"Oh, by the way," said Stepan Arkadyevitch, "I wanted to ask
you, some time when you see Pomorsky, to drop him a hint that I
should be very glad to get that new appointment of secretary of
the committee of the amalgamated agency of the southern railways
and banking companies." Stepan Arkadyevitch was familiar by now
with the title of the post he coveted, and he brought it out
rapidly without mistake.
Alexey Alexandrovitch questioned him as to the duties of this new
committee, and pondered. He was considering whether the new
committee would not be acting in some way contrary to the views
he had been advocating. But as the influence of the new
committee was of a very complex nature, and his views were of
very wide application, he could not decide this straight off, and
taking off his pince-nez, he said:
"Of course, I can mention it to him; but what is your reason
precisely for wishing to obtain the appointment?"
"It's a good salary, rising to nine thousand, and my means..."
"Nine thousand!" repeated Alexey Alexandrovitch, and he frowned.
The high figure of the salary made him reflect that on that side
Stepan Arkadyevitch's proposed position ran counter to the main
tendency of his own projects of reform, which always leaned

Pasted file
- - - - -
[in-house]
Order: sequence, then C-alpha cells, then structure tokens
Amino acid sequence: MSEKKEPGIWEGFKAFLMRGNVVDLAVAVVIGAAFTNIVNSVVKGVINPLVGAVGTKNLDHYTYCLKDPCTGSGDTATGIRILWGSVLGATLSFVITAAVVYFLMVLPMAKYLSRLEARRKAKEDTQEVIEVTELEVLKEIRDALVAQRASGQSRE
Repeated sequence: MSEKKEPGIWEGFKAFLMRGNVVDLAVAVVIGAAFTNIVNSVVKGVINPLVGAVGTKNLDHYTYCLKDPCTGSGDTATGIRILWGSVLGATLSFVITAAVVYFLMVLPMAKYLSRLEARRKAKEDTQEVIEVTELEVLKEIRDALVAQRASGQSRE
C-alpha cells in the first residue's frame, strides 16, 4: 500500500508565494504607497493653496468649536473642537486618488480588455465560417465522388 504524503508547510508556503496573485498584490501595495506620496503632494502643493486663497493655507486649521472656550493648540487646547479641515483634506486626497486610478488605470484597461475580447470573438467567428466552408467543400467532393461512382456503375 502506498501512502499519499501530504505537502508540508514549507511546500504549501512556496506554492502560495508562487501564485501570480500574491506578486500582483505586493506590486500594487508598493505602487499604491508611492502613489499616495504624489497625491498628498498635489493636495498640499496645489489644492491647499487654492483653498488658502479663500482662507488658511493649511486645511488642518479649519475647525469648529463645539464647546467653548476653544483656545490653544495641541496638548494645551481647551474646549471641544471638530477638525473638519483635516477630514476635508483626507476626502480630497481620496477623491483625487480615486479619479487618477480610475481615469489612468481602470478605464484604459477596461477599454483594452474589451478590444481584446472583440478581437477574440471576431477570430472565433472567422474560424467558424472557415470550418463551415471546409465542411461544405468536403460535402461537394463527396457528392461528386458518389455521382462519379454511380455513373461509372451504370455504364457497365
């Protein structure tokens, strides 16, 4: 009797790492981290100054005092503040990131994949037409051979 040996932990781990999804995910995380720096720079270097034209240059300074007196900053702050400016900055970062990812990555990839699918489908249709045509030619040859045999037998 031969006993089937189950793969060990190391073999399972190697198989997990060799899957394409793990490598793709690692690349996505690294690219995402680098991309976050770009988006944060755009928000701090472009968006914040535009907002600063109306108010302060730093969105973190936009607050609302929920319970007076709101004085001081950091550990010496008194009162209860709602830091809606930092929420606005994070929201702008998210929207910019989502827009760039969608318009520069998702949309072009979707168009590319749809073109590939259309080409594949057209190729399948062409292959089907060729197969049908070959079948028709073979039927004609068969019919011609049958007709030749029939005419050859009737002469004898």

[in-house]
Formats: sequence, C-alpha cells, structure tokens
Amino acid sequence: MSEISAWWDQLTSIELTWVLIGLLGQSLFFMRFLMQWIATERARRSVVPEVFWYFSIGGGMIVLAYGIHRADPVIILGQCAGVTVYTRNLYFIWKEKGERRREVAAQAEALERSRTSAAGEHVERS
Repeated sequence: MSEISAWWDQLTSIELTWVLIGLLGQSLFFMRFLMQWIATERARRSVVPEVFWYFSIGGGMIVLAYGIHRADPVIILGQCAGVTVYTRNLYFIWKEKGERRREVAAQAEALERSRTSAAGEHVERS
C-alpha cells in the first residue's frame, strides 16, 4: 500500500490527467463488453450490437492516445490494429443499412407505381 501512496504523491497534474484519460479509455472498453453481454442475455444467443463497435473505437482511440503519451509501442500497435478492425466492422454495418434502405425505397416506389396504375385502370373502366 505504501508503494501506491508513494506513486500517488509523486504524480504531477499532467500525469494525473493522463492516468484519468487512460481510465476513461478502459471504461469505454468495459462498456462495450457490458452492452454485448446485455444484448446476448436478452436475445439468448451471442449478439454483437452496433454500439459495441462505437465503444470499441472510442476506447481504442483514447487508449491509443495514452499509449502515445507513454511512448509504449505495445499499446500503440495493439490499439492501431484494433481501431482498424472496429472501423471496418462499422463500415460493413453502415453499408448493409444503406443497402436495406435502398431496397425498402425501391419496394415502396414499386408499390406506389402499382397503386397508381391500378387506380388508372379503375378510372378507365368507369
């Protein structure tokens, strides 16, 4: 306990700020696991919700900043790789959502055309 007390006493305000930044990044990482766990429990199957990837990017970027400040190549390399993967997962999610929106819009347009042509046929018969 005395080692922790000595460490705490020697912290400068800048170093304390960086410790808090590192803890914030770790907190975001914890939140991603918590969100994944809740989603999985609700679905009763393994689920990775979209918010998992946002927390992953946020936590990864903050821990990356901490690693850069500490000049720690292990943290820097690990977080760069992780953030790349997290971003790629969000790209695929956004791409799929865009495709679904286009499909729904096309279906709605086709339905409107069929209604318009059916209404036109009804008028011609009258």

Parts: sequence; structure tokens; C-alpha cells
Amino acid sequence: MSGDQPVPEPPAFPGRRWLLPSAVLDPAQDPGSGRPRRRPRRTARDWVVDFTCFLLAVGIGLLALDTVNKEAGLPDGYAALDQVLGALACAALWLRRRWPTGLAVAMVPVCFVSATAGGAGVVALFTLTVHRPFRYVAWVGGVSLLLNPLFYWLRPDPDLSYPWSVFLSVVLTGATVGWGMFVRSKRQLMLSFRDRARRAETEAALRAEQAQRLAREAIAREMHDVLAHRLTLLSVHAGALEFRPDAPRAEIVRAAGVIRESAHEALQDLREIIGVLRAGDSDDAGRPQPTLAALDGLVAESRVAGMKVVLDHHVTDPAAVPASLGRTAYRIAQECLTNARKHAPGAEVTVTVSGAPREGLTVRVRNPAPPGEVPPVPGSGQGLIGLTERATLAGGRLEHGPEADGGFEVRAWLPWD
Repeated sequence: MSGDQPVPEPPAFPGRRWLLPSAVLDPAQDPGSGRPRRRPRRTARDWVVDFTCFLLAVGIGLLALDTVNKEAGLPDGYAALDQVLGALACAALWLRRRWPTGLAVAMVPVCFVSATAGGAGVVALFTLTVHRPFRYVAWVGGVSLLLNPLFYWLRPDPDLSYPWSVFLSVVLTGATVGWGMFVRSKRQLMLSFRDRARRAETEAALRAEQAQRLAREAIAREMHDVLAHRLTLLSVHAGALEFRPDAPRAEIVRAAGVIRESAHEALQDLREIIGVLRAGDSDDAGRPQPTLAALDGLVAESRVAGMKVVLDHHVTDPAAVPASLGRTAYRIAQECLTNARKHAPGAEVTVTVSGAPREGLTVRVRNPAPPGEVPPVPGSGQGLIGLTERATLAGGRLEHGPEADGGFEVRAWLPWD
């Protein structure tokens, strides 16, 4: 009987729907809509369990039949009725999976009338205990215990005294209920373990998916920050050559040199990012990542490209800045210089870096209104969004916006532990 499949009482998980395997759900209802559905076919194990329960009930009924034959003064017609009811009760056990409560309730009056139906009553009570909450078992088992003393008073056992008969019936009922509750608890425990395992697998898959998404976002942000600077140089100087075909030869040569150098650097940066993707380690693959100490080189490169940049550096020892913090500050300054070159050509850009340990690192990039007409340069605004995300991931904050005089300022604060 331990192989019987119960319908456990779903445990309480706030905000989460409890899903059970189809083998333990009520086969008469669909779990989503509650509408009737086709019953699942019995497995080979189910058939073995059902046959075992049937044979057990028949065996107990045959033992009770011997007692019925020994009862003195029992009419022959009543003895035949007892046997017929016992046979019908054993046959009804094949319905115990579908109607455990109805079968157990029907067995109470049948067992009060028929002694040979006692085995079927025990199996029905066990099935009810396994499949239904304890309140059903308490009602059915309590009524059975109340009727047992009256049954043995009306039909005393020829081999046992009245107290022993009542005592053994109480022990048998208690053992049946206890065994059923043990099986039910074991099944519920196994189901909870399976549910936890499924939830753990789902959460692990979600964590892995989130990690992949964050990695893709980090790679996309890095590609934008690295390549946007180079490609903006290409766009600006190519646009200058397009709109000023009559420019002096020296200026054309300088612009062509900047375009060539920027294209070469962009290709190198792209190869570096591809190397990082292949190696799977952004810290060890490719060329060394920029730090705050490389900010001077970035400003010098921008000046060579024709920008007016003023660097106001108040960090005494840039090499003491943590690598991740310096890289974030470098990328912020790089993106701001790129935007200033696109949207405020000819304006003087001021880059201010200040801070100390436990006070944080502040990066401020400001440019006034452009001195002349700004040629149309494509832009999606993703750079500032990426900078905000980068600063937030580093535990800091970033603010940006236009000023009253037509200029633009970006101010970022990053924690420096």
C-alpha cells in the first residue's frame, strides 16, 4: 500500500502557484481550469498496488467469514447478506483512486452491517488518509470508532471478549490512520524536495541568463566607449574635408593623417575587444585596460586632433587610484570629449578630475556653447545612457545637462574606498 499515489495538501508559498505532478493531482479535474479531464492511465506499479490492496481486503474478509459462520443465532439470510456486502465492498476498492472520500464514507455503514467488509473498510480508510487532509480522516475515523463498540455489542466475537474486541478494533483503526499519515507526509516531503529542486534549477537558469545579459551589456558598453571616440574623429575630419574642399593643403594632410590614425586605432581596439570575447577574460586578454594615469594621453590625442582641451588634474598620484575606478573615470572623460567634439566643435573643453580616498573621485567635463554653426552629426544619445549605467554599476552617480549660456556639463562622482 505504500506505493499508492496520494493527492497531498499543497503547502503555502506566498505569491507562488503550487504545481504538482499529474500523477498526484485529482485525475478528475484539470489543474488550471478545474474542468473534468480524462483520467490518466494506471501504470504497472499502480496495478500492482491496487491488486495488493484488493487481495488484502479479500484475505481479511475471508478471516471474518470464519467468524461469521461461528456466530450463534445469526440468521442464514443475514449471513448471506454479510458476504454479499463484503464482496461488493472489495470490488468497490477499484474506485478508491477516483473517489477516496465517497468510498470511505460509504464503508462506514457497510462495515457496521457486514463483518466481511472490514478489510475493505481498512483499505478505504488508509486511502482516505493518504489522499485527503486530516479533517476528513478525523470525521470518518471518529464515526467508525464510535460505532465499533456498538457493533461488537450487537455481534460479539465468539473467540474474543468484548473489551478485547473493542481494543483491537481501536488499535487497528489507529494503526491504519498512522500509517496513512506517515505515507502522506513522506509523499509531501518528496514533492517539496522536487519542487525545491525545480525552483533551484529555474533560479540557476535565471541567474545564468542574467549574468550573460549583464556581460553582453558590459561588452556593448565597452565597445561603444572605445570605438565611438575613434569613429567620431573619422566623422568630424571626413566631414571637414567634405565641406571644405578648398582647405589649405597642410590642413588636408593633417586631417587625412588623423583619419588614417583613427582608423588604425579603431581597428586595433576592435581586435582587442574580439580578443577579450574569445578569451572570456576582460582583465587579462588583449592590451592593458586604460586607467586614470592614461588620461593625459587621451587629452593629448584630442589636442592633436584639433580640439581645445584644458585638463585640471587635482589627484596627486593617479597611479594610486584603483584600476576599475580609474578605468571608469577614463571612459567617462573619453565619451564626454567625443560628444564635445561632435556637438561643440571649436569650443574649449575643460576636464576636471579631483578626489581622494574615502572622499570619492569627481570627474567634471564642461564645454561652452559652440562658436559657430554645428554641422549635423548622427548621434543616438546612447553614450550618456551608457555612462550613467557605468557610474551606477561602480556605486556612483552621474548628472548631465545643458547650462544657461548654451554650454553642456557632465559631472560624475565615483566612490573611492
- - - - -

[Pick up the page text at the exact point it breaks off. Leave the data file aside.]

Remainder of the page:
"I consider, and I have embodied my views in a note on the
subject, that in our day these immense salaries are evidence of
the unsound economic assiette of our finances."
"But what's to be done?" said Stepan Arkadyevitch. "Suppose a
bank director gets ten thousand--well, he's worth it; or an
engineer gets twenty thousand--after all, it's a growing thing,
"I assume that a salary is the price paid for a commodity, and it
ought to conform with the law of supply and demand. If the
salary is fixed without any regard for that law, as, for
instance, when I see two engineers leaving college together, both
equally well trained and efficient, and one getting forty
thousand while the other is satisfied with two; or when I see
lawyers and hussars, having no special qualifications, appointed
directors of banking companies with immense salaries, I conclude
that the salary is not fixed in accordance with the law of supply
and demand, but simply through personal interest. And this is an
abuse of great gravity in itself, and one that reacts injuriously
on the government service. I consider..."